Have you tried using Math.Round() before? Did you REALLY test it out?
Monday, May 03, 2010 8:38 PM
I'm sure you've used Math.Round() before. But have you tried testing out the "fringe" cases? Do you KNOW or, do you THINK you know what it'll do with values like 3.5 or 2.5? Read on, you might be surprised what Math.Round()s default behaviour is.
Friday I was given a bug, no big deal right? We've all gotten bugs with ambigious algorithms before right? No? You haven't? hhhmmm you must be special! LOL For the REST of us, I was tasked with calculating the "median" value. Seems simple right? Until you actually go look for ONE defintion. Turns out there are a few.
MathsFun:How to find the Median Value
Anyways, I could list links until the cows come home, so what's the big deal? The summary of the different median definitions come down to one decision, do you want the resulting value to be one of the current values or not? If you do, then you CANNOT pick the definition which averages out the two middle numbes in an even number of elements. Why? Cause the resulting value most likely will NOT be one of the existing values. However, IF you want the result to be a currently existing value, then you can safely pick the (int)((n+1)/2) element.
Why this debate? It depends on the purpose of the value to be used, maybe you want the resulting number to be limited to the pool of values you currently have and not made up numbers are allowed (which is what the "average" calculation would give). On the other hand, maybe you fear your numbers are skewed and all over the map, and therefore, you feel the "average" is going to be a more realistic view on reality. The one you pick, is up to your specific needs.
ANYWAYS, I originally picked the latter one (middle element)), and the client wanted the former one (the averages one), hence why I got the bug. No biggie, this is cool, easy enough to change. (haha, I had kind of anticipated this coming down the pipes, so ya, I architected things to help me out juuuuuuuust in case of this very thing happening. LOL This time I got lucky, cool!)
Well, the next problem that creeped up was how to handle the resulting rounding of the averages. The client wanted to have integer values, or have everything rounded to zero decimal places. hhhmm how do you round 2.5 or 3.5? I was told, 2.5 will equal 3 and 3.5 will equal 4, in other words, always round up. hhhhmmmm I seem to remember my grade 7 science class talking about even go down and odds go up......hhhhmmmm I asked BertC, our QA guru, and he looked at me like I was from Pluto! DOH! hhhmm maybe I need another coffee? Turns out we were BOTH right. And Microsoft even accounted for it in it's Math.Round function. Ya, they did, check this out.!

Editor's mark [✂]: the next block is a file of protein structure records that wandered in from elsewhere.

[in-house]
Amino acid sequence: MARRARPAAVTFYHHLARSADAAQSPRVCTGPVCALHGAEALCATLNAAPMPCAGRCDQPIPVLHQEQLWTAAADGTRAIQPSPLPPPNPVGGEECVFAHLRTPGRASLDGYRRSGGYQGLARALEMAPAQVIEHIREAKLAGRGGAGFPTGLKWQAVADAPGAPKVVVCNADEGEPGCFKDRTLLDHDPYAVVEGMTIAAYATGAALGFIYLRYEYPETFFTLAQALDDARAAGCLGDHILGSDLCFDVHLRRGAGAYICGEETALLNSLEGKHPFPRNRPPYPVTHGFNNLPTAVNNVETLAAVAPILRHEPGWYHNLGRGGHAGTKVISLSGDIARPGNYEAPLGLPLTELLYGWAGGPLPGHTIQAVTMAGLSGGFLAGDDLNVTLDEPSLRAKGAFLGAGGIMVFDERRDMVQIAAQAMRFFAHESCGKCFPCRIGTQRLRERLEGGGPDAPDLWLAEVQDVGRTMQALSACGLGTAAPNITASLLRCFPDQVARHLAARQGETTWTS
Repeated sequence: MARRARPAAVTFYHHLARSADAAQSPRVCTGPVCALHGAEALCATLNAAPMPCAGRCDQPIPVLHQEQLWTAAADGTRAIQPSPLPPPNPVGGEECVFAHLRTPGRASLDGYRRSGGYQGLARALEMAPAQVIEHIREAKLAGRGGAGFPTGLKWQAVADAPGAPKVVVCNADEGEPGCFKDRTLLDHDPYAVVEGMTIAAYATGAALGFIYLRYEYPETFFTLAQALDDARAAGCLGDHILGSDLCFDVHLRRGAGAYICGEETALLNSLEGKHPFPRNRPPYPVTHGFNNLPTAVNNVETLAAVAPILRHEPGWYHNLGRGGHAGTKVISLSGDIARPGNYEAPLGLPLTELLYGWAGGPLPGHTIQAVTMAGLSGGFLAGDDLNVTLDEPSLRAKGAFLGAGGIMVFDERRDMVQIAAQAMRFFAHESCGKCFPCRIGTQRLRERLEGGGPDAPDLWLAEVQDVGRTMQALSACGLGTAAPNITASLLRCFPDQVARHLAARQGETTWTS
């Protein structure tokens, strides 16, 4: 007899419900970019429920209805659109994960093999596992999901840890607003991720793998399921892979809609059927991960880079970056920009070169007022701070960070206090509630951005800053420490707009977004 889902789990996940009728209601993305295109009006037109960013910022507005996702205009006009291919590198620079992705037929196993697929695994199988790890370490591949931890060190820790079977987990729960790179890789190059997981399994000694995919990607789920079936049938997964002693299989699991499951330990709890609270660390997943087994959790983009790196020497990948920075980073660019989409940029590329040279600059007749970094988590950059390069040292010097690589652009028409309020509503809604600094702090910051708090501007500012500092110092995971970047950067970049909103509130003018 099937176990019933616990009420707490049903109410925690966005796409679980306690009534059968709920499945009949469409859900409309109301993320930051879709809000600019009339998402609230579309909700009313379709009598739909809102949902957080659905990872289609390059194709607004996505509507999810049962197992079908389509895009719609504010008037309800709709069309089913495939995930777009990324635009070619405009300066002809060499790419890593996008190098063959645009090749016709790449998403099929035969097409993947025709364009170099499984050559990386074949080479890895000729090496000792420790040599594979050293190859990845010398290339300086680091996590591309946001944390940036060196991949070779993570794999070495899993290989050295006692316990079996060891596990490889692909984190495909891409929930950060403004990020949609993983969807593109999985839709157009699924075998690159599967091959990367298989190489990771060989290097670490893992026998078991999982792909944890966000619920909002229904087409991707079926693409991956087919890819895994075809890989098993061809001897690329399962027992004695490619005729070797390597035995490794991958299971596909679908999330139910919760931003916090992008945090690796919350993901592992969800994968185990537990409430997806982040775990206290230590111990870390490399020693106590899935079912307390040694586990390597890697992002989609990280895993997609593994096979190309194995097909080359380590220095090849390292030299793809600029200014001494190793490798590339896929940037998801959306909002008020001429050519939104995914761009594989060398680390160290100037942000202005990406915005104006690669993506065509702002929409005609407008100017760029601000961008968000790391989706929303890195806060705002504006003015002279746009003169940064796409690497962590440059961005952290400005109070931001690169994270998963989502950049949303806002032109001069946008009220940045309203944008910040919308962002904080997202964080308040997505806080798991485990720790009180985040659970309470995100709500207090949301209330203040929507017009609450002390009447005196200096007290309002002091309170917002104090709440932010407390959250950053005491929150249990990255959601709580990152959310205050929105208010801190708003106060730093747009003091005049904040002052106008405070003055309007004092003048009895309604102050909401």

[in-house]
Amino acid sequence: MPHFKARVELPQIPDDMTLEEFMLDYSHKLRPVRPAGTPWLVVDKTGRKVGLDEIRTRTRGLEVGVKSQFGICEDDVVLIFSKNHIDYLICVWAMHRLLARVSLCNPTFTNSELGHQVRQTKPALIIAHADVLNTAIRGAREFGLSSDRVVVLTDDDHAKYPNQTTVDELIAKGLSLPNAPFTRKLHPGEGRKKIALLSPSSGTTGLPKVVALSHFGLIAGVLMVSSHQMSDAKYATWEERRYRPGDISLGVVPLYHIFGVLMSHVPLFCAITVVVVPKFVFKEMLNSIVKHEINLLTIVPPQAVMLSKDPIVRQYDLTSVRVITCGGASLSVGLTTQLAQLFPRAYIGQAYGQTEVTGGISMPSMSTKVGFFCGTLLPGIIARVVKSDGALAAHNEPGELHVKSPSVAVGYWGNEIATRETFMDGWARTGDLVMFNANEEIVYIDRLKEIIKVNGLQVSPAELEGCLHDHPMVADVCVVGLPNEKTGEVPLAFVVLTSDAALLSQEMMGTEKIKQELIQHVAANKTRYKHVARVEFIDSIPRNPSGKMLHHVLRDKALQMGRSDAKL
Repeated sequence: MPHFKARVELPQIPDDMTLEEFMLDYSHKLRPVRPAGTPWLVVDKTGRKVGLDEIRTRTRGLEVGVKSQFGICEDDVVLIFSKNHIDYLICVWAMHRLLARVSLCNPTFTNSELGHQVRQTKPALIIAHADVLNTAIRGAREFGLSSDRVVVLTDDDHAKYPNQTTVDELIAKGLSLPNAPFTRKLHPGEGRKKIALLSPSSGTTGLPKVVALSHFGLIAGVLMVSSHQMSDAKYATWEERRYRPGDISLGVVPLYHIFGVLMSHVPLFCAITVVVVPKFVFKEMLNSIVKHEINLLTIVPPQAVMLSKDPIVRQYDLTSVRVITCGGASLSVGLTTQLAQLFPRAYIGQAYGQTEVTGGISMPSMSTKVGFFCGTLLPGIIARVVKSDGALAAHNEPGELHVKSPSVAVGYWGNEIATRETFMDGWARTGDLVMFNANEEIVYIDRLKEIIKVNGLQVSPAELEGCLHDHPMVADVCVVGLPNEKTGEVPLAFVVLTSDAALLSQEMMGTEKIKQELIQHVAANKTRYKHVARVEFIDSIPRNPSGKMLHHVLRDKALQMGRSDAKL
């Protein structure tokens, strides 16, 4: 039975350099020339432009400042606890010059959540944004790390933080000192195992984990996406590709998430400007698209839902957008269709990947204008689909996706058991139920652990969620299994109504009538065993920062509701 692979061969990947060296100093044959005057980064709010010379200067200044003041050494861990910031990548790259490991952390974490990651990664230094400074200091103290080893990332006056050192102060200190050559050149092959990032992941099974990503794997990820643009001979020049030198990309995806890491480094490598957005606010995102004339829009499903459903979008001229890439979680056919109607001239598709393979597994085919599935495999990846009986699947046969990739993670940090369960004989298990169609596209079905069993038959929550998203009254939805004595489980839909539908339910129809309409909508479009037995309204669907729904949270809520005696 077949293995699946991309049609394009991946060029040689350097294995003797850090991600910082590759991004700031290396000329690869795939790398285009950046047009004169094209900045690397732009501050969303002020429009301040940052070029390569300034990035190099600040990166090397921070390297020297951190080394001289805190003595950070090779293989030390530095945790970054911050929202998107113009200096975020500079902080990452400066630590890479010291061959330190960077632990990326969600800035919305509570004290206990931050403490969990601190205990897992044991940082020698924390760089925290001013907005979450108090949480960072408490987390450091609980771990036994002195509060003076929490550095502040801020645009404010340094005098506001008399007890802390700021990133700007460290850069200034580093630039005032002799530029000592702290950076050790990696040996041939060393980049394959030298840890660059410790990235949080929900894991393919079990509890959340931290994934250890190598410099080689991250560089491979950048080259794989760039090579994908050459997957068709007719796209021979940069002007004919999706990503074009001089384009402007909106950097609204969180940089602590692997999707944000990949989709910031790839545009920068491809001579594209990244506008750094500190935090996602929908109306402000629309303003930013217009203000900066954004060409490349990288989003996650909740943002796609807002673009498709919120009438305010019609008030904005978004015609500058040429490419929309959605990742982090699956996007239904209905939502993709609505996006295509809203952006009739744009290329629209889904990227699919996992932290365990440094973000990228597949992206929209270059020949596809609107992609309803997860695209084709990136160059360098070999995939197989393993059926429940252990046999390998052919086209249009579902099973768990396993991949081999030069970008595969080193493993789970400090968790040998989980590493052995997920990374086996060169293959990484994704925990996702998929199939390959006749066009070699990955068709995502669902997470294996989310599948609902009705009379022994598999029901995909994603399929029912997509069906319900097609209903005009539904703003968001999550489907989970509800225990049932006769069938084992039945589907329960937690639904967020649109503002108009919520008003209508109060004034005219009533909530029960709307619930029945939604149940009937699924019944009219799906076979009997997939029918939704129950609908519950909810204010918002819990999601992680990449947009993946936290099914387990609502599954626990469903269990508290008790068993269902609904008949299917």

Below you'll find the code to a sample test program I created to try things out, check it out and I think you'll be as surprised as we were to find out the default behaviour of Math.Round might not be doing what you originally expected.
Console.WriteLine( "Casting to an int" );
Console.WriteLine( "2.5 cast to an int = " + (int)2.5 );
Console.WriteLine( "3.5 cast to an int = " + (int)3.5 );
Console.WriteLine( "Default behaviour" );
Console.WriteLine( "2.5 rounded to 0 decimal places = " + Math.Round( 2.5 ) );
Console.WriteLine( "3.5 rounded to 0 decimal places = " + Math.Round( 3.5 ) );
Console.WriteLine( "MidpointRounding.ToEven behaviour" );
Console.WriteLine( "2.5 rounded to 0 decimal places (MidpointRounding.ToEven ) = " + Math.Round( 2.5, MidpointRounding.ToEven ) );
Console.WriteLine( "3.5 rounded to 0 decimal places (MidpointRounding.ToEven ) = " + Math.Round( 3.5, MidpointRounding.ToEven ) );
Console.WriteLine( "MidpointRounding.AwayFromZero behaviour" );
Console.WriteLine( "2.5 rounded to 0 decimal places (MidpointRounding.AwayFromZero ) = " + Math.Round( 2.5, MidpointRounding.AwayFromZero ) );
Console.WriteLine( "3.5 rounded to 0 decimal places (MidpointRounding.AwayFromZero ) = " + Math.Round( 3.5, MidpointRounding.AwayFromZero ) );
Console.WriteLine( "Int math trick, old-school (thanks to ShaneG)" );
Console.WriteLine( "2.5 rounded to 0 decimal places (+.5 cast to int) = " + (int)(2.5 + .5) );
Console.WriteLine( "3.5 rounded to 0 decimal places (+.5 cast to int) = " + (int)(3.5 + .5) );
The above code, creates the following output in a console app.
From above, you can see I've illustrated FOUR different ways, that I know of, to "round" off a number.
- Cast to an int
- "Rounds down"
- Fastest trick
- Same affect as using the Math.Truncate()
- Good for Graphics operations
- Good for array indexing, helps to ensure you don't have index out of bound exceptions cause you're always rounding down
- Not really "rounding" though is it?
- Math.Round default and with MidpointRounding.ToEven
- Default behaviour of Math.Round
- "Evens go down" (from their current value) and "Odds go up", hence 2.5 goes down to 2 and 3.5 goes up to 4
- Results in a statistically even distribution of resulting values, complicated way to say, this way is mathematically fair for rounding, half the time you go up and the other half you go down
- Sometimes, not what people expect to happen
- Always round up. That's it, always around up!
- Sometimes called "Bankers Rule" (thanks to PeterB) for this one
- What people MIGHT be expecting more
- BertC indicates this is more of what the layman expects from a rounding function instead of the current default Microsoft thinks people want
- ShaneG showed me this one, very cool
- identical to the AwayFrom Zero but without the extra method calls (well, if you don't count the addition and casting)
So there you have it, a brief description of the Math.Round method and just a few of it's intricacies. Now it's time to grab a coffee and get coding!
MSDN: Math.Round Method (Decimal, Int32)
MSDN: Math.Round Method (Decimal, MidpointRounding)
MSDN: MidpointRounding Enumeration